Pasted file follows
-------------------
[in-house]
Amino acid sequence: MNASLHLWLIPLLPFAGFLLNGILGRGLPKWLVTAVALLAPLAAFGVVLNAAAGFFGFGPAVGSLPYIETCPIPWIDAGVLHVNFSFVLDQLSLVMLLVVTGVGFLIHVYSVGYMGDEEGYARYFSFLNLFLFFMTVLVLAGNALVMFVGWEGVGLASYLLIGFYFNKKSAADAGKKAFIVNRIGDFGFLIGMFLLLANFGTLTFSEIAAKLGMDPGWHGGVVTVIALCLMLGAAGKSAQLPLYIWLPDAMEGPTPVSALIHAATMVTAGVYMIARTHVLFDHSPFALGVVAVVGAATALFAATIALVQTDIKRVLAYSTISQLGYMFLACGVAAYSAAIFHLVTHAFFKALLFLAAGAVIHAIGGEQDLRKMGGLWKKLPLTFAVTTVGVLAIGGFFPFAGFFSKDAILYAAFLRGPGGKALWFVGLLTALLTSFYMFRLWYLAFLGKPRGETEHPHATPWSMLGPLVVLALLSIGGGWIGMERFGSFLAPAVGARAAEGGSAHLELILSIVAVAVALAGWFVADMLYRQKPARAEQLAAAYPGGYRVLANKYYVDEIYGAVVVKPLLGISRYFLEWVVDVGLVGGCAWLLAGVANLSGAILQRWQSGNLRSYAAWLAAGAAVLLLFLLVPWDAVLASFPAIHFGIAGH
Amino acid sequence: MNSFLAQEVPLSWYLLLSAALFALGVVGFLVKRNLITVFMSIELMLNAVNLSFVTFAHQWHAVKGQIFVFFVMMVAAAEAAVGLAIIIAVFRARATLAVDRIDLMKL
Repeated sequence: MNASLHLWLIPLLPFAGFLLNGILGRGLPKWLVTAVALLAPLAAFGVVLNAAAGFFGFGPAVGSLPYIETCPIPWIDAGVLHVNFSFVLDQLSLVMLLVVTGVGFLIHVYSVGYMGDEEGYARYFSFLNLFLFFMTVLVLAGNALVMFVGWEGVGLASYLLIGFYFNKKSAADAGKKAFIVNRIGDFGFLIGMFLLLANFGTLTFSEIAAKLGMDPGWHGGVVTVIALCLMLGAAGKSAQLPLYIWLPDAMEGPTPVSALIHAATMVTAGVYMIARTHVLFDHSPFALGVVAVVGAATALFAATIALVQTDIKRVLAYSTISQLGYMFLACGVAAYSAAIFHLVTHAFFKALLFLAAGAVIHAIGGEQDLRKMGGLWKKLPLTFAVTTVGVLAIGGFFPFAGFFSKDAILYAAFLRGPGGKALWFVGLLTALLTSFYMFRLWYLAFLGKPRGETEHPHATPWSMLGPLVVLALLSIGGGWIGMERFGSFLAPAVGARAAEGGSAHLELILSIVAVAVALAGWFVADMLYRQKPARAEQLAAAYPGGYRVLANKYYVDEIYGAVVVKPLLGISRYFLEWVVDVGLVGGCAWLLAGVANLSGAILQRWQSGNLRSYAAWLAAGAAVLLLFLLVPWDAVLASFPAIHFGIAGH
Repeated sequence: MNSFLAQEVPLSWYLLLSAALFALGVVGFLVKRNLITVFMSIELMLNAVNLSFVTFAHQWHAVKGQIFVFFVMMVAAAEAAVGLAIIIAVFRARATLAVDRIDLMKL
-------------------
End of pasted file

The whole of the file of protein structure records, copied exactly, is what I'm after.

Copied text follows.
[in-house]
Amino acid sequence: MNASLHLWLIPLLPFAGFLLNGILGRGLPKWLVTAVALLAPLAAFGVVLNAAAGFFGFGPAVGSLPYIETCPIPWIDAGVLHVNFSFVLDQLSLVMLLVVTGVGFLIHVYSVGYMGDEEGYARYFSFLNLFLFFMTVLVLAGNALVMFVGWEGVGLASYLLIGFYFNKKSAADAGKKAFIVNRIGDFGFLIGMFLLLANFGTLTFSEIAAKLGMDPGWHGGVVTVIALCLMLGAAGKSAQLPLYIWLPDAMEGPTPVSALIHAATMVTAGVYMIARTHVLFDHSPFALGVVAVVGAATALFAATIALVQTDIKRVLAYSTISQLGYMFLACGVAAYSAAIFHLVTHAFFKALLFLAAGAVIHAIGGEQDLRKMGGLWKKLPLTFAVTTVGVLAIGGFFPFAGFFSKDAILYAAFLRGPGGKALWFVGLLTALLTSFYMFRLWYLAFLGKPRGETEHPHATPWSMLGPLVVLALLSIGGGWIGMERFGSFLAPAVGARAAEGGSAHLELILSIVAVAVALAGWFVADMLYRQKPARAEQLAAAYPGGYRVLANKYYVDEIYGAVVVKPLLGISRYFLEWVVDVGLVGGCAWLLAGVANLSGAILQRWQSGNLRSYAAWLAAGAAVLLLFLLVPWDAVLASFPAIHFGIAGH
Amino acid sequence: MNSFLAQEVPLSWYLLLSAALFALGVVGFLVKRNLITVFMSIELMLNAVNLSFVTFAHQWHAVKGQIFVFFVMMVAAAEAAVGLAIIIAVFRARATLAVDRIDLMKL
Repeated sequence: MNASLHLWLIPLLPFAGFLLNGILGRGLPKWLVTAVALLAPLAAFGVVLNAAAGFFGFGPAVGSLPYIETCPIPWIDAGVLHVNFSFVLDQLSLVMLLVVTGVGFLIHVYSVGYMGDEEGYARYFSFLNLFLFFMTVLVLAGNALVMFVGWEGVGLASYLLIGFYFNKKSAADAGKKAFIVNRIGDFGFLIGMFLLLANFGTLTFSEIAAKLGMDPGWHGGVVTVIALCLMLGAAGKSAQLPLYIWLPDAMEGPTPVSALIHAATMVTAGVYMIARTHVLFDHSPFALGVVAVVGAATALFAATIALVQTDIKRVLAYSTISQLGYMFLACGVAAYSAAIFHLVTHAFFKALLFLAAGAVIHAIGGEQDLRKMGGLWKKLPLTFAVTTVGVLAIGGFFPFAGFFSKDAILYAAFLRGPGGKALWFVGLLTALLTSFYMFRLWYLAFLGKPRGETEHPHATPWSMLGPLVVLALLSIGGGWIGMERFGSFLAPAVGARAAEGGSAHLELILSIVAVAVALAGWFVADMLYRQKPARAEQLAAAYPGGYRVLANKYYVDEIYGAVVVKPLLGISRYFLEWVVDVGLVGGCAWLLAGVANLSGAILQRWQSGNLRSYAAWLAAGAAVLLLFLLVPWDAVLASFPAIHFGIAGH
Repeated sequence: MNSFLAQEVPLSWYLLLSAALFALGVVGFLVKRNLITVFMSIELMLNAVNLSFVTFAHQWHAVKGQIFVFFVMMVAAAEAAVGLAIIIAVFRARATLAVDRIDLMKL